A brisk building boom of hydropower mega-dams is underway from China to Brazil. Whether benefits of new dams will outweigh costs remains unresolved despite contentious debates. We investigate this question with the “outside view” or “reference class forecasting” based on literature on decision-making under uncertainty in psychology. We find overwhelming evidence that budgets are systematically biased below actual costs of large hydropower dams — excluding inflation, substantial debt servicing, environmental, and social costs. Using the largest and most reliable reference data of its kind and multilevel statistical techniques applied to large dams for the first time, we were successful in fitting parsimonious models to predict cost and schedule overruns. The outside view suggests that in most countries large hydropower dams will be too costly in absolute terms and take too long to build to deliver a positive risk-adjusted return unless suitable risk management measures outlined in this paper can be affordably provided. Policymakers, particularly in developing countries, are advised to prefer agile energy alternatives that can be built over shorter time horizons to energy megaprojects.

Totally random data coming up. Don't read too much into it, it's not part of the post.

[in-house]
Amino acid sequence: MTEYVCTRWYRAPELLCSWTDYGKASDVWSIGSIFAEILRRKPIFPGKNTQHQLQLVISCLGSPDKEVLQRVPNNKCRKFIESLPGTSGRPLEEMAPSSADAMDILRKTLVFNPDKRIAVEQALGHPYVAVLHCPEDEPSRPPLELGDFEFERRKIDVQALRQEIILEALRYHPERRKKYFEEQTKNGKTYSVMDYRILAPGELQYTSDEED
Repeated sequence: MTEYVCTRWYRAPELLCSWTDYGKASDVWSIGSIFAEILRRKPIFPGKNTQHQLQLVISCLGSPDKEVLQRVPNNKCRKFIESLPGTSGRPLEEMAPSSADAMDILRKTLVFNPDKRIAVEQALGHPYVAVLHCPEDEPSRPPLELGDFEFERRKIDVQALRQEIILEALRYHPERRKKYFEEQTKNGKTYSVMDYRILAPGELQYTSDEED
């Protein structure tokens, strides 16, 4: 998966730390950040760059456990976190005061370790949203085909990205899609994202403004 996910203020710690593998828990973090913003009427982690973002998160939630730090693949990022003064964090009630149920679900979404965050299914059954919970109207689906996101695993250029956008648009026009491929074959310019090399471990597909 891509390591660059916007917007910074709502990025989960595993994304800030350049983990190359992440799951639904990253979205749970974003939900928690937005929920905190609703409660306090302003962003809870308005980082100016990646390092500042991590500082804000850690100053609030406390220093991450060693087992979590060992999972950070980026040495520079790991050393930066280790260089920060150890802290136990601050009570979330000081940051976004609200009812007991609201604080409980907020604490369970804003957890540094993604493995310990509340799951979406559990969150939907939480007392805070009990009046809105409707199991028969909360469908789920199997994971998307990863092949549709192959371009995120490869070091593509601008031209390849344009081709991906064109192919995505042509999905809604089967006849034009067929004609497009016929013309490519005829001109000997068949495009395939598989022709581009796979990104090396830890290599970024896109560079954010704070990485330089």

Ranking Each State’s Highway Conditions and Cost-Effectiveness: Wyoming, Nebraska and South Dakota Are Best; Hawaii, Alaska and New Jersey Are Worst

October 23, 2014 Comments off

Ranking Each State’s Highway Conditions and Cost-Effectiveness: Wyoming, Nebraska and South Dakota Are Best; Hawaii, Alaska and New Jersey Are Worst
Source: Reason Foundation

More money is going to state highways, but there has been very little progress in improving their condition according to the 21st Annual Highway Report by Reason Foundation.